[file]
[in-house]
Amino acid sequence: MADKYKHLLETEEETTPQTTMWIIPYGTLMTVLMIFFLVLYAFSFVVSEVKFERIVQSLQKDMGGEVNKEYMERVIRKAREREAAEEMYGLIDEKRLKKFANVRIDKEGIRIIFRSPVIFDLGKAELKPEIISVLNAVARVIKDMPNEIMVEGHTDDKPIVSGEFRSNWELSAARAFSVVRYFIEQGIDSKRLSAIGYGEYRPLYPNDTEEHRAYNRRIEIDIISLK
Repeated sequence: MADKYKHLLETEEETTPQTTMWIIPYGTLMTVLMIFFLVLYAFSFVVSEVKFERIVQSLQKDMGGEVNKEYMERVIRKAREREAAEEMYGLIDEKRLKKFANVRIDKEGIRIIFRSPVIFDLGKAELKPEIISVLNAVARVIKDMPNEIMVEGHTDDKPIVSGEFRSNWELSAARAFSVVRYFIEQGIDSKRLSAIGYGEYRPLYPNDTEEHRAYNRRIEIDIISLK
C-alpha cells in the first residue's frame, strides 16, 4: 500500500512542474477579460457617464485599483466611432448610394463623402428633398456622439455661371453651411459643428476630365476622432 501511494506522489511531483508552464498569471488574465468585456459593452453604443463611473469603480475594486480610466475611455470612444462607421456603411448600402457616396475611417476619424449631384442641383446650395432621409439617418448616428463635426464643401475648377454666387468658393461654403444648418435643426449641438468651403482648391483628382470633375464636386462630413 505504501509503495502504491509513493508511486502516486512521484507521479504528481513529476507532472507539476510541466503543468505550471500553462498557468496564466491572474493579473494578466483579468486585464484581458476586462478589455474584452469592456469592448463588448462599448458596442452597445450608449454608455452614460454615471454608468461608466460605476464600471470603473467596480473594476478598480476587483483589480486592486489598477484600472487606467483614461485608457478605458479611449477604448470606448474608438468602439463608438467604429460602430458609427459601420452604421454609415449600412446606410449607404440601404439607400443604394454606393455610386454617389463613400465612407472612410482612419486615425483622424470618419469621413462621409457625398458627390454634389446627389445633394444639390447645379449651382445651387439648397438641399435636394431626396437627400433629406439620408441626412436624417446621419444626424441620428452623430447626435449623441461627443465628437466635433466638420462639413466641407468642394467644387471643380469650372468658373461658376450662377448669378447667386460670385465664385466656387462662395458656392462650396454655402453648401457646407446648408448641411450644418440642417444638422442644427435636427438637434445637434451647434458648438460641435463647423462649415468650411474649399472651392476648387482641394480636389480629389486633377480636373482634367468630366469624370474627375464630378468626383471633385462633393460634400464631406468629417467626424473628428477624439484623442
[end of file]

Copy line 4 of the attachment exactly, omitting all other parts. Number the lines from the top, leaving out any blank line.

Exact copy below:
C-alpha cells in the first residue's frame, strides 16, 4: 500500500512542474477579460457617464485599483466611432448610394463623402428633398456622439455661371453651411459643428476630365476622432 501511494506522489511531483508552464498569471488574465468585456459593452453604443463611473469603480475594486480610466475611455470612444462607421456603411448600402457616396475611417476619424449631384442641383446650395432621409439617418448616428463635426464643401475648377454666387468658393461654403444648418435643426449641438468651403482648391483628382470633375464636386462630413 505504501509503495502504491509513493508511486502516486512521484507521479504528481513529476507532472507539476510541466503543468505550471500553462498557468496564466491572474493579473494578466483579468486585464484581458476586462478589455474584452469592456469592448463588448462599448458596442452597445450608449454608455452614460454615471454608468461608466460605476464600471470603473467596480473594476478598480476587483483589480486592486489598477484600472487606467483614461485608457478605458479611449477604448470606448474608438468602439463608438467604429460602430458609427459601420452604421454609415449600412446606410449607404440601404439607400443604394454606393455610386454617389463613400465612407472612410482612419486615425483622424470618419469621413462621409457625398458627390454634389446627389445633394444639390447645379449651382445651387439648397438641399435636394431626396437627400433629406439620408441626412436624417446621419444626424441620428452623430447626435449623441461627443465628437466635433466638420462639413466641407468642394467644387471643380469650372468658373461658376450662377448669378447667386460670385465664385466656387462662395458656392462650396454655402453648401457646407446648408448641411450644418440642417444638422442644427435636427438637434445637434451647434458648438460641435463647423462649415468650411474649399472651392476648387482641394480636389480629389486633377480636373482634367468630366469624370474627375464630378468626383471633385462633393460634400464631406468629417467626424473628428477624439484623442